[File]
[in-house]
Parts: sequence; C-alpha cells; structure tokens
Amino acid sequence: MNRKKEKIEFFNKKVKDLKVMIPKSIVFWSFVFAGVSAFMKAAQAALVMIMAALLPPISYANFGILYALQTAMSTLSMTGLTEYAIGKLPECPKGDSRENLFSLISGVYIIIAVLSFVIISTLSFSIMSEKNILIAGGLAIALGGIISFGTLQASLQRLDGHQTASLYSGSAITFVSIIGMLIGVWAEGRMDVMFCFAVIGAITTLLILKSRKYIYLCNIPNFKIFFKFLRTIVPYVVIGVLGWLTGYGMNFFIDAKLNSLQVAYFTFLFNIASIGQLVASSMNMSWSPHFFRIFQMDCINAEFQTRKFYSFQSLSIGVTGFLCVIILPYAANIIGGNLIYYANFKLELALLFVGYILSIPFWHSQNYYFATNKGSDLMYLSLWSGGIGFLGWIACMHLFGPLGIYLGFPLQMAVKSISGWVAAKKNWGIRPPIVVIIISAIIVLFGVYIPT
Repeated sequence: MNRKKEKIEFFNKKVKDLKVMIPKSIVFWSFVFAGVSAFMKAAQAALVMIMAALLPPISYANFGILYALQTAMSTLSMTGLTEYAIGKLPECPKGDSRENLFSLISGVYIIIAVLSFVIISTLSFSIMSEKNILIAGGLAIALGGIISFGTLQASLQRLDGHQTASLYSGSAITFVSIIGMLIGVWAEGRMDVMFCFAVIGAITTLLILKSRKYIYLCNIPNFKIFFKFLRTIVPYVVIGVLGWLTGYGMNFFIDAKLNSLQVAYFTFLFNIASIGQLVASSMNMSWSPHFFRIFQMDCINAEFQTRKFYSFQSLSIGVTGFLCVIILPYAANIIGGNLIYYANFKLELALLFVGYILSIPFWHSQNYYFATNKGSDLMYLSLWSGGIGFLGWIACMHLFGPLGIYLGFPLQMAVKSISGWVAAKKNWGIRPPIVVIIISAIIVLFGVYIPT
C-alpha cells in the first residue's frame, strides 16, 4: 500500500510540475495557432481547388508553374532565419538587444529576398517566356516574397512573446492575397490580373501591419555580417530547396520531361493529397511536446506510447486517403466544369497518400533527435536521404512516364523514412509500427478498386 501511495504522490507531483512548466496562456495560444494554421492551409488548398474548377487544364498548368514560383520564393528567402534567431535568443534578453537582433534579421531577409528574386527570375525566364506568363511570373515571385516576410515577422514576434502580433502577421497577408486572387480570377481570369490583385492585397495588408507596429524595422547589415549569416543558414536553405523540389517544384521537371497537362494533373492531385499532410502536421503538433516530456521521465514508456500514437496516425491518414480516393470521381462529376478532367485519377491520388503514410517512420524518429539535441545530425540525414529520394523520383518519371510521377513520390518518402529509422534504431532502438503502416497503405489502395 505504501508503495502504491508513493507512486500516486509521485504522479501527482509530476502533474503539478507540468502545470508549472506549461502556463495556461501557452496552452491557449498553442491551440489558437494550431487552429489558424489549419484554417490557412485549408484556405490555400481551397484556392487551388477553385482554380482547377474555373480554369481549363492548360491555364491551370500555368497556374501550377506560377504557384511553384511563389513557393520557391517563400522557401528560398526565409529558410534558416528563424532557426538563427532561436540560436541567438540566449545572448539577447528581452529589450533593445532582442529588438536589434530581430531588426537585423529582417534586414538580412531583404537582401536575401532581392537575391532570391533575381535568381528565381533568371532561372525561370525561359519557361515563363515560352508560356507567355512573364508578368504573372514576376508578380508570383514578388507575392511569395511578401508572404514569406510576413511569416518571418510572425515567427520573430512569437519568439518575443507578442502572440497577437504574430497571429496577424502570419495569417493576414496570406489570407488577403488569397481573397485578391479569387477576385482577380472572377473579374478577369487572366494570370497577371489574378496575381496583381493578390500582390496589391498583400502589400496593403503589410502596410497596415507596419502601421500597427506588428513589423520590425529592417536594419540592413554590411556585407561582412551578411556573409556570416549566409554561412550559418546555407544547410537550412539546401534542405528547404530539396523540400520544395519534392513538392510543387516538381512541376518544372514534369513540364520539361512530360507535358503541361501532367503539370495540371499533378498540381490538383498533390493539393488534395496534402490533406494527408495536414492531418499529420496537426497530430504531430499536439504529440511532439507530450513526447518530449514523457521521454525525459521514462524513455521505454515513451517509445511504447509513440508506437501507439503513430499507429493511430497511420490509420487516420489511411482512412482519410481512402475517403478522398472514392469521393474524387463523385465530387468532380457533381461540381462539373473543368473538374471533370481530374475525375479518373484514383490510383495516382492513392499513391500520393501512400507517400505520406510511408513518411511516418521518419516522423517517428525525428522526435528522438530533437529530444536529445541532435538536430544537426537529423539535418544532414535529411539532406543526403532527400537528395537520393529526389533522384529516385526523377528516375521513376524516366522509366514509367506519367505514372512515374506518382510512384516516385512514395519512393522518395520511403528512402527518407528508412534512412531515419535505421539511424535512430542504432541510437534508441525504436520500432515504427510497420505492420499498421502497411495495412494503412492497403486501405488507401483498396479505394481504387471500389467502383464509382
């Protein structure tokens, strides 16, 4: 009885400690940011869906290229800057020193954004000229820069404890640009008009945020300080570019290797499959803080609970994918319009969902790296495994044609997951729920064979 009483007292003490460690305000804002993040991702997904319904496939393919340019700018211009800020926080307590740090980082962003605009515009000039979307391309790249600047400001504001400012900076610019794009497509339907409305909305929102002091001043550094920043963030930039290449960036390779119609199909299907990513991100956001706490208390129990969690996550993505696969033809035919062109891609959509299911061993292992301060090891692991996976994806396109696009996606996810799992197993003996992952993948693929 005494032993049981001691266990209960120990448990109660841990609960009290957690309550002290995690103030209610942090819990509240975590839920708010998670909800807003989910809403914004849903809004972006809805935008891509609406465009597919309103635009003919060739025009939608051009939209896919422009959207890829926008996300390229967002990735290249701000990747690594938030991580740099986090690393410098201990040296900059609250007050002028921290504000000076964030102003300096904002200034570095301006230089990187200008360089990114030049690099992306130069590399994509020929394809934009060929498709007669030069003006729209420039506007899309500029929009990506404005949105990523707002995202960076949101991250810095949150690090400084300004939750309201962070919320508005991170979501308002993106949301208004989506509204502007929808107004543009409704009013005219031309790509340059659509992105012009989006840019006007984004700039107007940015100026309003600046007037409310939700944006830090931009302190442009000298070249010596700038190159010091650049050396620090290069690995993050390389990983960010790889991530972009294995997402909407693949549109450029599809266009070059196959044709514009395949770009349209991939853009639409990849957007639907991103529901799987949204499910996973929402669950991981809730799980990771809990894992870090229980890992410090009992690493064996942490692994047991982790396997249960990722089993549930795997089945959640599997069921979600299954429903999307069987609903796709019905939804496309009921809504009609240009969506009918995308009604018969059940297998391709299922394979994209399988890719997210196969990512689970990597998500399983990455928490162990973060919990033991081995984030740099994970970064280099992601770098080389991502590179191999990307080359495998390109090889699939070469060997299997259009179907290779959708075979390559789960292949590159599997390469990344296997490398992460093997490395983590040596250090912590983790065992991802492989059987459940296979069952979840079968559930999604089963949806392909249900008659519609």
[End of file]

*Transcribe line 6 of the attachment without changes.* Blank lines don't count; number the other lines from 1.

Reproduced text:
């Protein structure tokens, strides 16, 4: 009885400690940011869906290229800057020193954004000229820069404890640009008009945020300080570019290797499959803080609970994918319009969902790296495994044609997951729920064979 009483007292003490460690305000804002993040991702997904319904496939393919340019700018211009800020926080307590740090980082962003605009515009000039979307391309790249600047400001504001400012900076610019794009497509339907409305909305929102002091001043550094920043963030930039290449960036390779119609199909299907990513991100956001706490208390129990969690996550993505696969033809035919062109891609959509299911061993292992301060090891692991996976994806396109696009996606996810799992197993003996992952993948693929 005494032993049981001691266990209960120990448990109660841990609960009290957690309550002290995690103030209610942090819990509240975590839920708010998670909800807003989910809403914004849903809004972006809805935008891509609406465009597919309103635009003919060739025009939608051009939209896919422009959207890829926008996300390229967002990735290249701000990747690594938030991580740099986090690393410098201990040296900059609250007050002028921290504000000076964030102003300096904002200034570095301006230089990187200008360089990114030049690099992306130069590399994509020929394809934009060929498709007669030069003006729209420039506007899309500029929009990506404005949105990523707002995202960076949101991250810095949150690090400084300004939750309201962070919320508005991170979501308002993106949301208004989506509204502007929808107004543009409704009013005219031309790509340059659509992105012009989006840019006007984004700039107007940015100026309003600046007037409310939700944006830090931009302190442009000298070249010596700038190159010091650049050396620090290069690995993050390389990983960010790889991530972009294995997402909407693949549109450029599809266009070059196959044709514009395949770009349209991939853009639409990849957007639907991103529901799987949204499910996973929402669950991981809730799980990771809990894992870090229980890992410090009992690493064996942490692994047991982790396997249960990722089993549930795997089945959640599997069921979600299954429903999307069987609903796709019905939804496309009921809504009609240009969506009918995308009604018969059940297998391709299922394979994209399988890719997210196969990512689970990597998500399983990455928490162990973060919990033991081995984030740099994970970064280099992601770098080389991502590179191999990307080359495998390109090889699939070469060997299997259009179907290779959708075979390559789960292949590159599997390469990344296997490398992460093997490395983590040596250090912590983790065992991802492989059987459940296979069952979840079968559930999604089963949806392909249900008659519609």